Hunting for a parking spot during the Christmas rush is enough to drive anyone crazy, but for disabled people, it’s especially maddening. In many California cities, an open disabled parking spot is about as rare as rain. Take San Francisco, where parking anywhere is hard to find, there are 700 blue disabled parking zones for the 65,000 city residents with disabled parking placards, let alone the thousands of disabled workers and visitors who come to the city each day. This explains why at the War Memorial Opera House downtown, all the blue parking spots are taken hours before curtain time.
For years, the disabled parking permit process has been rife with abuse. This past April, a state audit found that about 35,000 of the roughly 2.9 million disabled parking permits were issued to people who were dead. About 26,000 were given to Californians who were 100 years or older, even though the state only has about 8,000 centenarians. Based on the number of placards issued, one in nine California drivers is disabled. Really?
In a proverbial “government crackdown”, Gov. Brown signed a bill this session that would step up enforcement, require the DMV to conduct quarterly audits of the applications, work with state health boards to make sure the applications are accurate, and limit the number of replacement placards that can be issued.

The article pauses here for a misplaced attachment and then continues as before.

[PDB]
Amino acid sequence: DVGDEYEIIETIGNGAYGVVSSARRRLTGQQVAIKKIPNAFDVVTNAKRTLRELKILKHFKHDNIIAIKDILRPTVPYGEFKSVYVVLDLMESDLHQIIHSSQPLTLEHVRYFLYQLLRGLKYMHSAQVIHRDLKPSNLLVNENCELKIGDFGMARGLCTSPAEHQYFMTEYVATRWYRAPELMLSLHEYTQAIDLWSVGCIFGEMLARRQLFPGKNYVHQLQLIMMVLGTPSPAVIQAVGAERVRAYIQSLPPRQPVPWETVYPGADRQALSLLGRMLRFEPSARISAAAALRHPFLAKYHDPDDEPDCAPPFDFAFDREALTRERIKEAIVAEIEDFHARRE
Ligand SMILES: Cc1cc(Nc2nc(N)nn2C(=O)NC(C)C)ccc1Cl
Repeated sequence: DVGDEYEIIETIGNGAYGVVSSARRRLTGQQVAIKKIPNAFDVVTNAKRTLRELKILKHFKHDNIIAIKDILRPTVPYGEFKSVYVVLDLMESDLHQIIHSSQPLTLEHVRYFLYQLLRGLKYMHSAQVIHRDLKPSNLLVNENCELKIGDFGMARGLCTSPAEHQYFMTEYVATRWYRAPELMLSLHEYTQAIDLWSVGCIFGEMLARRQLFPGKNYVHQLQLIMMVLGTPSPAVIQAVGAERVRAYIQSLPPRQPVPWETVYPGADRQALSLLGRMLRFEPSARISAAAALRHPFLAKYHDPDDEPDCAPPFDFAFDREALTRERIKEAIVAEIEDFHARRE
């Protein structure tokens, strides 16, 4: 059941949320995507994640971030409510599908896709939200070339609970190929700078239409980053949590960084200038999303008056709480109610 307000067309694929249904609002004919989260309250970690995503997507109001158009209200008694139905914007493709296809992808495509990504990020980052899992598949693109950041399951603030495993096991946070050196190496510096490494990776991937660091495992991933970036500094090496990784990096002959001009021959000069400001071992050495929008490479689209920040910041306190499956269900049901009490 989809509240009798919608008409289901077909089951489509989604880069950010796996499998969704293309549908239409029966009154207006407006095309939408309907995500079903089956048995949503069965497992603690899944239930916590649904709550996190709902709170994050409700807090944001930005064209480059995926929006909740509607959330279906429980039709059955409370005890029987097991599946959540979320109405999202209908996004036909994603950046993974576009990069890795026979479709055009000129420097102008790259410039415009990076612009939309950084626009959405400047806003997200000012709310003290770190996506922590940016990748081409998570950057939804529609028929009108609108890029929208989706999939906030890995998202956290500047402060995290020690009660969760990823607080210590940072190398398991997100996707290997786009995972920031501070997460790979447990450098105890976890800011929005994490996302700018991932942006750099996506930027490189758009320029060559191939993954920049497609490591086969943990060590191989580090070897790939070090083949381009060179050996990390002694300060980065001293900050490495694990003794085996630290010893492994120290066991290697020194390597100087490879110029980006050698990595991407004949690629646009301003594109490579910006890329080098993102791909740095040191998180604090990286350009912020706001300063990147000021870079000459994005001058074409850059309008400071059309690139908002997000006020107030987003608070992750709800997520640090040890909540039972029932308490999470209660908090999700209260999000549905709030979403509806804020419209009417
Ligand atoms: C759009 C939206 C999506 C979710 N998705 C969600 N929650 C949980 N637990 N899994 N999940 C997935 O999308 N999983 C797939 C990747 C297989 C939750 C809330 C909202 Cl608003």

Sadly, the push to “do something” was driven less by concern for disabled drivers, but by lawmakers and local officials who were miffed about the loss of revenue from metered parking spaces occupied by cars with disabled plates. Indeed, when it comes to Sacramento, you have to follow the money.
When it comes to economic behavior, however, you have to look at incentives.
Elaine Howle, State Auditor, wrote in her report, “The benefits of a disabled parking permit create a significant incentive for misuse.” A crackdown isn’t enough to fix fraud and abuse, especially if that permit’s value is driven ever higher by social engineers who want parking spots to go away by limiting the number of spots per building and who favor bike lanes and mass transportation.
A disabled friend once told me that when he drove into a blue parking spot in his Lexus, another driver started yelling at him. He showed the other driver his cane and the driver immediately apologized. In a rueful comment, he said that many people assume – and so does the government – that disabled people are poor, and conversely, well-off people with nice cars don’t have consciences.
The fact is, disabled people need more parking spots, not necessarily free parking spots. And the solution is to simply have more parking available for everyone.
Unfortunately, because of misguided policies, the attitude in California is that a disabled placard is like a “free parking” pass for the entire state, writes a blogger for an ADA compliance site.
The last thing we want is to allow government to turn California drivers into parking Scrooges.
Rowena Itchon is senior vice president of the Pacific Research Institute.